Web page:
Seema Mustafa: What the people of Pakistan think about the Taliban
|What the people of Pakistan think about the Taliban|
| Monday, March 02, 2009
The tide is turning for the people of Pakistan. And the fear and apprehension is palpable as soon as one crosses the Wagah border into Lahore. The enthusiasm, hope and even joy visible just last February during the general elections have been replaced in less than a year with despair, and a realization that all is not well. What makes it worse is a sense of disillusionment with the political leadership that has embedded itself in narrow conflict and strife, and not stood up to the challenge of providing a stable and responsive government.
The Taliban is creeping into the heartland of Pakistan. And what makes the people of Pakistan, particularly the more aware civil society, despondent is the awareness that there is no one in a position to stop the onward march. The recent deal between the Zardari government and the Taliban in Swat, brokered by the Awami National Party, has created widespread resentment amongst the progressive sections of society, who see in it a total surrender and, as many of them said, a clear indication that the government had abdicated its responsibility.
It is common knowledge on the streets of Pakistan now that the Taliban are just moments away from Peshawar and already spreading their wings in southern Punjab. Posters have appeared in the villages around Lahore supporting the Taliban and their social and moral code that includes beards for men, and no education or rights for women.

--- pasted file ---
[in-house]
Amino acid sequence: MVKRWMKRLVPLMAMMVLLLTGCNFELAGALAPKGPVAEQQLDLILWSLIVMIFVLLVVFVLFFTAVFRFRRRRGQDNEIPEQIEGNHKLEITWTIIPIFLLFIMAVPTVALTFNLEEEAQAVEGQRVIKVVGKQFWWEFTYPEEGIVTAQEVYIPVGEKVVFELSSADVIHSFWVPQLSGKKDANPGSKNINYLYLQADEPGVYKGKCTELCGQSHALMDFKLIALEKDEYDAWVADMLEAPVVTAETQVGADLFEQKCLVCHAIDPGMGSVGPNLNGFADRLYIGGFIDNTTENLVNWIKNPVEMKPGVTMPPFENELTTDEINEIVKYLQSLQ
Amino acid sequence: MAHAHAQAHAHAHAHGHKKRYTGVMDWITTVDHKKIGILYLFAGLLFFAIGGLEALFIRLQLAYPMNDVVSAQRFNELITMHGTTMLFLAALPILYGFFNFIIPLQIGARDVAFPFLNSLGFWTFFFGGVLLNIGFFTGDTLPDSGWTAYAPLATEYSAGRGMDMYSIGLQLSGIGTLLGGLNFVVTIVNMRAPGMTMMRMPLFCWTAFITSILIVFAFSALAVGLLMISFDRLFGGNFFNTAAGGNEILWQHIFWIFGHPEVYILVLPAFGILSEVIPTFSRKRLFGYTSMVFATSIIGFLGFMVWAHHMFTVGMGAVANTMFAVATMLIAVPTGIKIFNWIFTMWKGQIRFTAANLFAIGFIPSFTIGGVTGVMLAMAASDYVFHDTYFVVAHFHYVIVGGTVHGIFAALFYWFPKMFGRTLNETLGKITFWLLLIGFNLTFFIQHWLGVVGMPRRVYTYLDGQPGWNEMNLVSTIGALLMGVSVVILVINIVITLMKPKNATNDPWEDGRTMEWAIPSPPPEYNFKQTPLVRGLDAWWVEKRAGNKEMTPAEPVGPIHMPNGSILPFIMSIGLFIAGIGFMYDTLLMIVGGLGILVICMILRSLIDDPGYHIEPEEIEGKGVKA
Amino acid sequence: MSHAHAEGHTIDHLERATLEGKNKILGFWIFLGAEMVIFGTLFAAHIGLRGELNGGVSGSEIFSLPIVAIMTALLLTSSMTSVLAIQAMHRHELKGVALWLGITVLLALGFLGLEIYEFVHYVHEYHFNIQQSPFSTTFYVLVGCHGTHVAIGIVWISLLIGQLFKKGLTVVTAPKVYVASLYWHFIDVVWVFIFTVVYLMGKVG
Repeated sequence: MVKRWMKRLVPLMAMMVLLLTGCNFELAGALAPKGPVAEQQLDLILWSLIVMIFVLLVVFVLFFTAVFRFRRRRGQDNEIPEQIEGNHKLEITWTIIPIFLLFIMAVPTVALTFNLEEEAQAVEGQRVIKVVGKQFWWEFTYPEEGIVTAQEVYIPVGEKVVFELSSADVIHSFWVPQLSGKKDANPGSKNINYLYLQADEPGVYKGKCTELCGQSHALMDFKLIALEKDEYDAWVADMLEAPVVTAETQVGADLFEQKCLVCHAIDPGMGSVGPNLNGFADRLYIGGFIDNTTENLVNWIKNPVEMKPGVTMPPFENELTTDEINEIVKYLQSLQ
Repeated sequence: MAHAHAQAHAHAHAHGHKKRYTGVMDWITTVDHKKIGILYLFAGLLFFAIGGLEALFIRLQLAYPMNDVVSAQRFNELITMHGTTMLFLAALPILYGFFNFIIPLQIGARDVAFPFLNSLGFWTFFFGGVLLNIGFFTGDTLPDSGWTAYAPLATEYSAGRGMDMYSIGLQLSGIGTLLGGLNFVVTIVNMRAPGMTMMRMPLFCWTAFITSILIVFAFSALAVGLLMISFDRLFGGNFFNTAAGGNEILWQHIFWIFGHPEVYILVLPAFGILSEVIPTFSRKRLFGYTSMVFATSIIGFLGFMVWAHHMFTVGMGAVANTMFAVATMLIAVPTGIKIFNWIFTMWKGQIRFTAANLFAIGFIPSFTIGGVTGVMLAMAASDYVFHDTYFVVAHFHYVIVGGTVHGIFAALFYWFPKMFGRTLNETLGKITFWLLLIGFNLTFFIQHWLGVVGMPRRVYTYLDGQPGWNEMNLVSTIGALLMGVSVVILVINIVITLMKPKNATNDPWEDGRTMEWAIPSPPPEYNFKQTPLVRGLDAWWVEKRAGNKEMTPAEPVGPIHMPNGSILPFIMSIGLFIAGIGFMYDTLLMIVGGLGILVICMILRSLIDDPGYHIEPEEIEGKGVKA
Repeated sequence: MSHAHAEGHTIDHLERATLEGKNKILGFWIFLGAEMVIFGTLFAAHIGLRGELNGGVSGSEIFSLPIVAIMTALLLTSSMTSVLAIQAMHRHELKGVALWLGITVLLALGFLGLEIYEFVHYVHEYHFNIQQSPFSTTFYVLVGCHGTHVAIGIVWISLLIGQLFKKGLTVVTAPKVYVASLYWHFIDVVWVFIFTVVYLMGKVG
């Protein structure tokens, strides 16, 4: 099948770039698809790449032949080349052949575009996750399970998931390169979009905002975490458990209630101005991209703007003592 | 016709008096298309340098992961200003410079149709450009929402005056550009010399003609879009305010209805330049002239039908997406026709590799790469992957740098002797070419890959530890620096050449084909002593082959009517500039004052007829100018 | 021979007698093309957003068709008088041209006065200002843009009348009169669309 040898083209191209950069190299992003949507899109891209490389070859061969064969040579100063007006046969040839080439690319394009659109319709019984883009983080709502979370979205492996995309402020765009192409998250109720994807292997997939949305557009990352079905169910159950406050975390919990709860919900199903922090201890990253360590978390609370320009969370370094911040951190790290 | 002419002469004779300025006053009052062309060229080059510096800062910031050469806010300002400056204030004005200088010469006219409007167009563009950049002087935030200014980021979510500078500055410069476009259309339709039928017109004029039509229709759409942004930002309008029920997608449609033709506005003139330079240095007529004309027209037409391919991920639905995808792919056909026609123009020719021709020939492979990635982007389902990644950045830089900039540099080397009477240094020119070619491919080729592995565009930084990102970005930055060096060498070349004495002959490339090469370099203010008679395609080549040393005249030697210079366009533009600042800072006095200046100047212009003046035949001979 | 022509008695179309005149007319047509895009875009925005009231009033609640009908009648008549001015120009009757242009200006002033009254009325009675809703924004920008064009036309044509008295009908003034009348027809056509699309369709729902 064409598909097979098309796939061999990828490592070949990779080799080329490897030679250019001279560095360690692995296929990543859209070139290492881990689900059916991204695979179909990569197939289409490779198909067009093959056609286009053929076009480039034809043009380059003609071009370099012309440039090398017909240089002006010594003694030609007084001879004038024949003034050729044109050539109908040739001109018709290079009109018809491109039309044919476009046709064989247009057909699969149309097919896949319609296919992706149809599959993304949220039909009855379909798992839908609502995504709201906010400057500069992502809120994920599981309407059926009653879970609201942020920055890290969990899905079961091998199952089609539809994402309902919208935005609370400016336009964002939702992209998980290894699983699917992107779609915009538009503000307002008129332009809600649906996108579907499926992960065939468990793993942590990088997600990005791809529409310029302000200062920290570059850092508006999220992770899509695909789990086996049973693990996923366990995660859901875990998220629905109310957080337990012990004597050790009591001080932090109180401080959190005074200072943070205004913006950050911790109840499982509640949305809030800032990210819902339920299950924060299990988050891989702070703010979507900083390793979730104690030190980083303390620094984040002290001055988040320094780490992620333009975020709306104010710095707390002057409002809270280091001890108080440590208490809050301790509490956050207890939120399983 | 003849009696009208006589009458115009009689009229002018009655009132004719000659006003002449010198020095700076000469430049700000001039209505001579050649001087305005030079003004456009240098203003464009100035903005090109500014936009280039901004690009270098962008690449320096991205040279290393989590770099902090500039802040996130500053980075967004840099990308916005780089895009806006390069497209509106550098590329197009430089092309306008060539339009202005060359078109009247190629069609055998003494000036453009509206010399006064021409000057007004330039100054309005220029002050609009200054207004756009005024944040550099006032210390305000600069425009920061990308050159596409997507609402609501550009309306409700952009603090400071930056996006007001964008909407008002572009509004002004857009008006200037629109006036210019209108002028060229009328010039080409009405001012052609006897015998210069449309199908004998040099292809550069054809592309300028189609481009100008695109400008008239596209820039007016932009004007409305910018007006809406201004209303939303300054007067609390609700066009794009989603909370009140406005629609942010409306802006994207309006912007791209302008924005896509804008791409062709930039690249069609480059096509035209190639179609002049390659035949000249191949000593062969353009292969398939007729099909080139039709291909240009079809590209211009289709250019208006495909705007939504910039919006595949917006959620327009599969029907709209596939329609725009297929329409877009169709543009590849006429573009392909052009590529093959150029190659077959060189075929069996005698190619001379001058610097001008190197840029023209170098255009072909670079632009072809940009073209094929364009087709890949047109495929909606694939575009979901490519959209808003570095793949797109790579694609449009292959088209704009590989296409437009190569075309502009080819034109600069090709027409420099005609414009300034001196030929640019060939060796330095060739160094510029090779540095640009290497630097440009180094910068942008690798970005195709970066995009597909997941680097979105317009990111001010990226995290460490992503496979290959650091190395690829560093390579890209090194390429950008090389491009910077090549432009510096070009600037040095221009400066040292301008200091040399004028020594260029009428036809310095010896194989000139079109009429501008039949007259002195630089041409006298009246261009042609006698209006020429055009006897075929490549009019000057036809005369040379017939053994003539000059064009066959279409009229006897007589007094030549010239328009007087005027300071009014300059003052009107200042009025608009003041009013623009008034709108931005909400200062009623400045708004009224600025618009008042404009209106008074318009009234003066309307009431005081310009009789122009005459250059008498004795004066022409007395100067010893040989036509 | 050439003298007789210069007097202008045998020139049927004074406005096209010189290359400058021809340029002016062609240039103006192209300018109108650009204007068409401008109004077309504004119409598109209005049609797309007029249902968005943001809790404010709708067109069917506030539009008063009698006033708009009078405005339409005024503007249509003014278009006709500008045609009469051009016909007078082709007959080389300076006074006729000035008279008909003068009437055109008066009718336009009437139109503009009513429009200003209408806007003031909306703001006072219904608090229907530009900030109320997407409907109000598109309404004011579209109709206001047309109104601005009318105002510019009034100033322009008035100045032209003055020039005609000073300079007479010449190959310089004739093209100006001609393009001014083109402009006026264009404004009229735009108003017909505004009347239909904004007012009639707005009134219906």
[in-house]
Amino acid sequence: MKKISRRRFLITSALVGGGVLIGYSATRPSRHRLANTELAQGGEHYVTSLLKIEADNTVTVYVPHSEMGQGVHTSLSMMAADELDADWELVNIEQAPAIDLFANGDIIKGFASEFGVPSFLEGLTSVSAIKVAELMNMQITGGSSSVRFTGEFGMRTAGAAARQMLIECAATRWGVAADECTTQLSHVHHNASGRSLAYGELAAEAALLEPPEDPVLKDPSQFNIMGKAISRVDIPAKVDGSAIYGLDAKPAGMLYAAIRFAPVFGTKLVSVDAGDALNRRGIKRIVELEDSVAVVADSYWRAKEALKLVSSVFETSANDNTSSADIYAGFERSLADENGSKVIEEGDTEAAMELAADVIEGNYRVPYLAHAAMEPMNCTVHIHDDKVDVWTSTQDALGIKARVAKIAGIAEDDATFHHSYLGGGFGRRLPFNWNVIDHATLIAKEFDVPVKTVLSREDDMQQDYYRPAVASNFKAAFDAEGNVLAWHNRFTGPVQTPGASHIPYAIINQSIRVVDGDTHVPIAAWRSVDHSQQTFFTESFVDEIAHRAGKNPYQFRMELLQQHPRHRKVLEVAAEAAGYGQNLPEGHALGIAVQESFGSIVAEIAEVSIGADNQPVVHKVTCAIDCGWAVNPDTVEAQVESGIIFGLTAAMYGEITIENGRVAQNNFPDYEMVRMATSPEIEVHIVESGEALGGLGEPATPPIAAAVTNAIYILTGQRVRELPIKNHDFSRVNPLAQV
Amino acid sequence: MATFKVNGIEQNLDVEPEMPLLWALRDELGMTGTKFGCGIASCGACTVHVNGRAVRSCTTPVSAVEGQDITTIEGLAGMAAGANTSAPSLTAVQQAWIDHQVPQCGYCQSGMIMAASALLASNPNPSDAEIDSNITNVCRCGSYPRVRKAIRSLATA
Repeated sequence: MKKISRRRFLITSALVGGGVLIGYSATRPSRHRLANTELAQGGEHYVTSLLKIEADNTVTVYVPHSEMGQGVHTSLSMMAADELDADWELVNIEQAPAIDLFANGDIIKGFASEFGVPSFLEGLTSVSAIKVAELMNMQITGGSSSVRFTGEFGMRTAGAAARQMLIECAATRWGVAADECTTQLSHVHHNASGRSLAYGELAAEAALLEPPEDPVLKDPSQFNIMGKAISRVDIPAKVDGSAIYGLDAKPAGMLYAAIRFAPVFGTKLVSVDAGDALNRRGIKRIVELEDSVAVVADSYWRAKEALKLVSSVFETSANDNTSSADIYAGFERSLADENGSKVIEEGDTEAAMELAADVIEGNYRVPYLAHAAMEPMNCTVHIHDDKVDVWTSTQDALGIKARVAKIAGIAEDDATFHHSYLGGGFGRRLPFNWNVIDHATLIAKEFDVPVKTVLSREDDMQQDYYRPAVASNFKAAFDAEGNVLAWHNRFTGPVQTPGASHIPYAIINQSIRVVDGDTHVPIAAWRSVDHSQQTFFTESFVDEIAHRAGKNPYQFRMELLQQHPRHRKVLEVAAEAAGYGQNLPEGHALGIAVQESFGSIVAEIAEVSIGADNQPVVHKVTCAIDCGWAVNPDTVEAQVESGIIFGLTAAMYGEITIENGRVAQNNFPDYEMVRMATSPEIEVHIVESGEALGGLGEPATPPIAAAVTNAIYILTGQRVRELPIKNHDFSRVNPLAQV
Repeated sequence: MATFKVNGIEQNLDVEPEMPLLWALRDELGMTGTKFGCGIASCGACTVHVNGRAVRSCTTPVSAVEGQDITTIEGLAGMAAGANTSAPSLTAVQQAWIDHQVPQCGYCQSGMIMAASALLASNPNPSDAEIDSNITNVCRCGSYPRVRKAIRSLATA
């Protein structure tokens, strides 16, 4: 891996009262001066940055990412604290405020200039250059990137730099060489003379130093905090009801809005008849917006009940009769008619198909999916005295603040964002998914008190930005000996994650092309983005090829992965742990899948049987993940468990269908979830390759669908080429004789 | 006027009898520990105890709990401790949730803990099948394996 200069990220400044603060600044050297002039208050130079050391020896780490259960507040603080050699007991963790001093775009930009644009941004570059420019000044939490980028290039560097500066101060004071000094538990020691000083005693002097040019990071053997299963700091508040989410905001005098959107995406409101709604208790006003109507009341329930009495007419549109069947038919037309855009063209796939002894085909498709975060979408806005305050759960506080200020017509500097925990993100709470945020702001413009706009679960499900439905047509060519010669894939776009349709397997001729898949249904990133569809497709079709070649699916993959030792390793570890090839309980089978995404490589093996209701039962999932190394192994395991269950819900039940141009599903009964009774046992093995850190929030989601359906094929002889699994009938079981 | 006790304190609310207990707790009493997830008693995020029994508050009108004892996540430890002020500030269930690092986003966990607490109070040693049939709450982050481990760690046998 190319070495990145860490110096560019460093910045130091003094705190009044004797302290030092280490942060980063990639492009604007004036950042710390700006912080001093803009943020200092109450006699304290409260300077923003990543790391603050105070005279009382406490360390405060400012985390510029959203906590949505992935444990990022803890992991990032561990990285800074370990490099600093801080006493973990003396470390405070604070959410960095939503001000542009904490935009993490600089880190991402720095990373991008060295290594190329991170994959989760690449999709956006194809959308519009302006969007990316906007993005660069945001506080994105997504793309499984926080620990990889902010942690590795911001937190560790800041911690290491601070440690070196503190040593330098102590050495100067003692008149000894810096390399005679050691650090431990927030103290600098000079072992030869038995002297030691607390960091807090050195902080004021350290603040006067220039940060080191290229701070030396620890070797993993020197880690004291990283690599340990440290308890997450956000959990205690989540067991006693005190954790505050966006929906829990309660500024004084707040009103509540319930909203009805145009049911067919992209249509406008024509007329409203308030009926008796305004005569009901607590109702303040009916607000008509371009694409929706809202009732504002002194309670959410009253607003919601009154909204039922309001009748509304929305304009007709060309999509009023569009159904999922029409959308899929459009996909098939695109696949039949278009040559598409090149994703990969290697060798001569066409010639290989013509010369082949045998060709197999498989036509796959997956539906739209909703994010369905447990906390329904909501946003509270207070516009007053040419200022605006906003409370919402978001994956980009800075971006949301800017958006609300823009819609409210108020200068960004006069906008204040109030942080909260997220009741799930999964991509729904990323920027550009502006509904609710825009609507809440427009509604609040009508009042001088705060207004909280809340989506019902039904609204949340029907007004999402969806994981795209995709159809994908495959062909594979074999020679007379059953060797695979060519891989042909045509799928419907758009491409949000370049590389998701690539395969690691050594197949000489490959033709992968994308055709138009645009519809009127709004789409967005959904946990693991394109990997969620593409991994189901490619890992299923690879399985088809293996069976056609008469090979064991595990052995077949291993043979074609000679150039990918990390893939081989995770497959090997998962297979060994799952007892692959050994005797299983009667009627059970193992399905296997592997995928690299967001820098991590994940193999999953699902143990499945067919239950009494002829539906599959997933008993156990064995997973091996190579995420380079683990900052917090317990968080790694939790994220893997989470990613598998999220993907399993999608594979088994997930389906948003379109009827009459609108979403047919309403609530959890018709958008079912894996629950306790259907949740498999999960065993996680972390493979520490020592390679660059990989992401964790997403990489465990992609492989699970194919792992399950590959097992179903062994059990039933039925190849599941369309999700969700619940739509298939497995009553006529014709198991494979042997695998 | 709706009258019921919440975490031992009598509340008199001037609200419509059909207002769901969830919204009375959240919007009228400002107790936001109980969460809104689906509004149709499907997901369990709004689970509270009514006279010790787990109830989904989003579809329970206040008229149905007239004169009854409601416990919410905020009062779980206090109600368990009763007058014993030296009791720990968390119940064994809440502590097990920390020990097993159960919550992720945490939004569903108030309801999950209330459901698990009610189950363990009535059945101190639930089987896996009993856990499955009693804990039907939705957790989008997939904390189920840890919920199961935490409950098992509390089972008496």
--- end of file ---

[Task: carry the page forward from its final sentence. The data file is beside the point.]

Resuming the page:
The army is either complicit, or unable to take action with strategic experts divided through the middle on this issue. All agree that the terrain and inexperience in counterinsurgency operations is deterring effective army operations, but one view is that this is matched by the absence of determination and commitment to fight the Taliban.
The other view is that the army is still playing with the extremist forces, and using this to put pressure on the political leadership so that it can eventually get back into the seat of power in Islamabad. The truth probably lies in the middle as there are indications — from the 1500 or more soldiers who have died in battle — that there is some level of seriousness within the army to fight this war. But at the same time there are stories of how the army is using the operations to acquire more funds and more weaponry from the United States.
The one almost frantic plea heard across the board — from political parties and civil society — was that India should realise the problem Pakistan was facing and resume the peace process. There was all-round condemnation of the Mumbai terror attack from every possible quarter, accompanied with the demand that India should agree to have joint investigation with Pakistan. The argument was that this would ease some of the pressure on Pakistan, give the political government manoeuvring space within the country and force the army to admit its responsibility instead of using the “we have to place our forces on the eastern border and so do not have enough man power to tackle the Taliban” argument.
Civil society that is extremely critical of terrorism and admits very openly of the involvement of Pakistan’s terror groups, is clear that this cooperation would help stem the tide as it would strengthen the political and democratic forces to effectively counter the Taliban and the jihadis.